In 2021, the fashion industry discovered NFTs. Within months, the craze took off, with brands big and small rushing into the exciting world of cryptocurrencies, metaverses, web3 and NFTs. But 2022 was a reality check for brands going all in on NFTs.
Throughout 2022, a series of market crashes, public scandals and general waning interest decimated the market for NFTs. The crash of major cryptocurrency exchanges and coins like Luna in August and, more explosively, FTX in November led to a precipitous fall in NFT prices linked to those currencies. CBS reported in the days after the FTX crash that an NFT collection by famed artist Damian Hirst had fallen 12% in price, in step with many other NFT collections decreasing in value.
The high-profile flaming out of major crypto markets went a long way toward spooking the average consumer away from NFTs, as did the plethora of stories of people losing their life savings on bad NFT investments.
But even beyond the immediate fallout from crashes, NFT prices were trending down, in general, all year. In October of 2022, NFT sales were down by more than 90% in nearly every metric — including volume and price — compared to the year before. Trading volume on OpenSea, one of the biggest markets for NFTs, dropped from $3 billion in September of 2021 to $350 million in September of 2022.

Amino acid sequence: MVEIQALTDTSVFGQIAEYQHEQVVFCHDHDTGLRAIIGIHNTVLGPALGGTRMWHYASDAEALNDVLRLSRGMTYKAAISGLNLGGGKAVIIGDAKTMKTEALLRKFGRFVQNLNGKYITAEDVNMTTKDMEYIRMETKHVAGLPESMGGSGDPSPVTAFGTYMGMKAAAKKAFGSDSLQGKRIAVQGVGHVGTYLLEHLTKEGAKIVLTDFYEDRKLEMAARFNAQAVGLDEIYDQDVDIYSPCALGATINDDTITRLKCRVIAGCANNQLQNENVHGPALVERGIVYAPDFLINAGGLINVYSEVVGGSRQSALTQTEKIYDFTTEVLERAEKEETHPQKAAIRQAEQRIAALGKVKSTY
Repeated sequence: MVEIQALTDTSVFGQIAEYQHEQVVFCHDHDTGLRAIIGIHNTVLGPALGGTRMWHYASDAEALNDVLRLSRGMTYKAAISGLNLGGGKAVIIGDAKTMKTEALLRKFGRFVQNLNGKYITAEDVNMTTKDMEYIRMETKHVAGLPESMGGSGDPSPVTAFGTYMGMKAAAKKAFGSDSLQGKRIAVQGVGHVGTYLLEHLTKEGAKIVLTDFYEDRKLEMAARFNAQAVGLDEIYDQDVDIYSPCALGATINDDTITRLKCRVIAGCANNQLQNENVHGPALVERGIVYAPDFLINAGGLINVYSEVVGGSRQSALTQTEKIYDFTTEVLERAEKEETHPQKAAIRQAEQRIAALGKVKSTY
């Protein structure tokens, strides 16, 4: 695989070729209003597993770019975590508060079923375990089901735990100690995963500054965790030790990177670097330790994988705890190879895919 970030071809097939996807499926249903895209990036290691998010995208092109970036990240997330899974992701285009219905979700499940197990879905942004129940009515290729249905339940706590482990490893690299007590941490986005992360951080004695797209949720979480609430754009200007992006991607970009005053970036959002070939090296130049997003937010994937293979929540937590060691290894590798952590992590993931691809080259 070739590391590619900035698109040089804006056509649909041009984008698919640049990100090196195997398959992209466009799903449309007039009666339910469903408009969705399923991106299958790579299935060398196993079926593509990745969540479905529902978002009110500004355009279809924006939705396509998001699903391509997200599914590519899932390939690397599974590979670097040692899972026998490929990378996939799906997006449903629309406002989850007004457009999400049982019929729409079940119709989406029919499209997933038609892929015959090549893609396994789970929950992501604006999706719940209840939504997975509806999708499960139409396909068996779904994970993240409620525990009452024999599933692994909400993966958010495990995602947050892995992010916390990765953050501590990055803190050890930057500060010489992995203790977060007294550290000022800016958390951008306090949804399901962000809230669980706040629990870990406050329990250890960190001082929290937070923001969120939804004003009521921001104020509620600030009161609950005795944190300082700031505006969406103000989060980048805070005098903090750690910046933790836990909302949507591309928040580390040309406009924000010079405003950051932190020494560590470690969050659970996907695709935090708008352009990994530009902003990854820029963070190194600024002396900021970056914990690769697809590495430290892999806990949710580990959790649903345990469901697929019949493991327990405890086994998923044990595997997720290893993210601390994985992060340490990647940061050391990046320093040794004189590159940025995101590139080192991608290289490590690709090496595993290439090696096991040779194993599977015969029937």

In part, this can be attributed to the fact that NFTs, as they’ve been used so far, have little practical value. While the technology has implications for uses from authentication to price setting for real products, they’ve mostly been used in the last two years as speculative assets, or items to be bought and sold on their own as done by brands like Givenchy, Gucci and Burberry. While lucrative at first, the limits of NFTs as an asset may have been reached.
Instead, 2023 will likely see brands looking for other, more practical ways to use NFTs. There’s already evidence showing brands are starting to think this way: Many, including Rebecca Minkoff and Karl Lagerfeld, are using NFTs as tokens that grant access to pre-release sales or in-person events. Sneaker brands like New Balance and Nike are using them as tools to track and authenticate physical products.
Michelle Cordeiro Grant, founder of underwear brand Lively and beverage brand Gorgie, and host of the “Web3 with MCG ” podcast, said it’s this practical future for NFTs that she’s most excited about.
“The perception [of web3] has been that it’s just buying and selling these bro-ey NFTs. But there are a lot more possibilities here beyond that,” Cordeiro Grant said. “Ultimately, NFTs can create transparency in how something is sold. It’s utopian, but we could one day trade physical goods and use NFTs to track the prices. I’m excited for something more like Web2.5, where there’s the merging of physical goods with blockchain technology.”
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